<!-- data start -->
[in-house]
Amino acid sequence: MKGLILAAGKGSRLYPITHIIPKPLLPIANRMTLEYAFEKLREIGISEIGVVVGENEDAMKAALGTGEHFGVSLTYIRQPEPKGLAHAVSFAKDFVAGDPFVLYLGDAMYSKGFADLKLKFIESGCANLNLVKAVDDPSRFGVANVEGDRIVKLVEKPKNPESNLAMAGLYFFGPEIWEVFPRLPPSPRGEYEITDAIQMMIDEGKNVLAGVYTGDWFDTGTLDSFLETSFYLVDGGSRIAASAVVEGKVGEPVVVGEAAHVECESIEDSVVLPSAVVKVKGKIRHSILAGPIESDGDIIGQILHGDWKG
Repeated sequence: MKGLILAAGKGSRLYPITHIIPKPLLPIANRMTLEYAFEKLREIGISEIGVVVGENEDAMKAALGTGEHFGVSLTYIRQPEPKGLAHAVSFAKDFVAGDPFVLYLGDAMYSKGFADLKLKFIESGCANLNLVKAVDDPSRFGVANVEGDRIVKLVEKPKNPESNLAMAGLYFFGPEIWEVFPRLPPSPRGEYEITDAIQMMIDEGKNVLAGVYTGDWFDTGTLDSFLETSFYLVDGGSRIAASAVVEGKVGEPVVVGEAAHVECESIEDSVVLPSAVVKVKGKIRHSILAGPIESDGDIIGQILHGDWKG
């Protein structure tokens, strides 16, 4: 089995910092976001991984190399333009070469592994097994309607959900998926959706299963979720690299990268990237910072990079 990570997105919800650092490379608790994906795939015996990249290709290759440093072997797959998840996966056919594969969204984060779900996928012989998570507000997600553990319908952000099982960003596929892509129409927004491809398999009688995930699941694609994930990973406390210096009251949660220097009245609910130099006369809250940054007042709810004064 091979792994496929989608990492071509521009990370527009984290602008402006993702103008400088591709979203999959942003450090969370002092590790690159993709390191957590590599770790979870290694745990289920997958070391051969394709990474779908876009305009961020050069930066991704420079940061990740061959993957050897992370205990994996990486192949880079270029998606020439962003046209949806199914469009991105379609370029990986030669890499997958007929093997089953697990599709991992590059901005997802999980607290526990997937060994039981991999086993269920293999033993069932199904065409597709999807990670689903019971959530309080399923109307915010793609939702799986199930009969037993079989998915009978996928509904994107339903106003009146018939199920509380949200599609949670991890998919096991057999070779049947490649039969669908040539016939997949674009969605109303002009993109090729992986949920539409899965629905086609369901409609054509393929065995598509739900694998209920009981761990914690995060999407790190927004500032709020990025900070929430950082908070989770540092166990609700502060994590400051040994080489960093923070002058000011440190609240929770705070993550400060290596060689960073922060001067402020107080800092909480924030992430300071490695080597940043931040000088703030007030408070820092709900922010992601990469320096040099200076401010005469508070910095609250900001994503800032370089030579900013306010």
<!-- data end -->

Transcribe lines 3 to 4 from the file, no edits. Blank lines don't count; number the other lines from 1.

Repeated sequence: MKGLILAAGKGSRLYPITHIIPKPLLPIANRMTLEYAFEKLREIGISEIGVVVGENEDAMKAALGTGEHFGVSLTYIRQPEPKGLAHAVSFAKDFVAGDPFVLYLGDAMYSKGFADLKLKFIESGCANLNLVKAVDDPSRFGVANVEGDRIVKLVEKPKNPESNLAMAGLYFFGPEIWEVFPRLPPSPRGEYEITDAIQMMIDEGKNVLAGVYTGDWFDTGTLDSFLETSFYLVDGGSRIAASAVVEGKVGEPVVVGEAAHVECESIEDSVVLPSAVVKVKGKIRHSILAGPIESDGDIIGQILHGDWKG
């Protein structure tokens, strides 16, 4: 089995910092976001991984190399333009070469592994097994309607959900998926959706299963979720690299990268990237910072990079 990570997105919800650092490379608790994906795939015996990249290709290759440093072997797959998840996966056919594969969204984060779900996928012989998570507000997600553990319908952000099982960003596929892509129409927004491809398999009688995930699941694609994930990973406390210096009251949660220097009245609910130099006369809250940054007042709810004064 091979792994496929989608990492071509521009990370527009984290602008402006993702103008400088591709979203999959942003450090969370002092590790690159993709390191957590590599770790979870290694745990289920997958070391051969394709990474779908876009305009961020050069930066991704420079940061990740061959993957050897992370205990994996990486192949880079270029998606020439962003046209949806199914469009991105379609370029990986030669890499997958007929093997089953697990599709991992590059901005997802999980607290526990997937060994039981991999086993269920293999033993069932199904065409597709999807990670689903019971959530309080399923109307915010793609939702799986199930009969037993079989998915009978996928509904994107339903106003009146018939199920509380949200599609949670991890998919096991057999070779049947490649039969669908040539016939997949674009969605109303002009993109090729992986949920539409899965629905086609369901409609054509393929065995598509739900694998209920009981761990914690995060999407790190927004500032709020990025900070929430950082908070989770540092166990609700502060994590400051040994080489960093923070002058000011440190609240929770705070993550400060290596060689960073922060001067402020107080800092909480924030992430300071490695080597940043931040000088703030007030408070820092709900922010992601990469320096040099200076401010005469508070910095609250900001994503800032370089030579900013306010």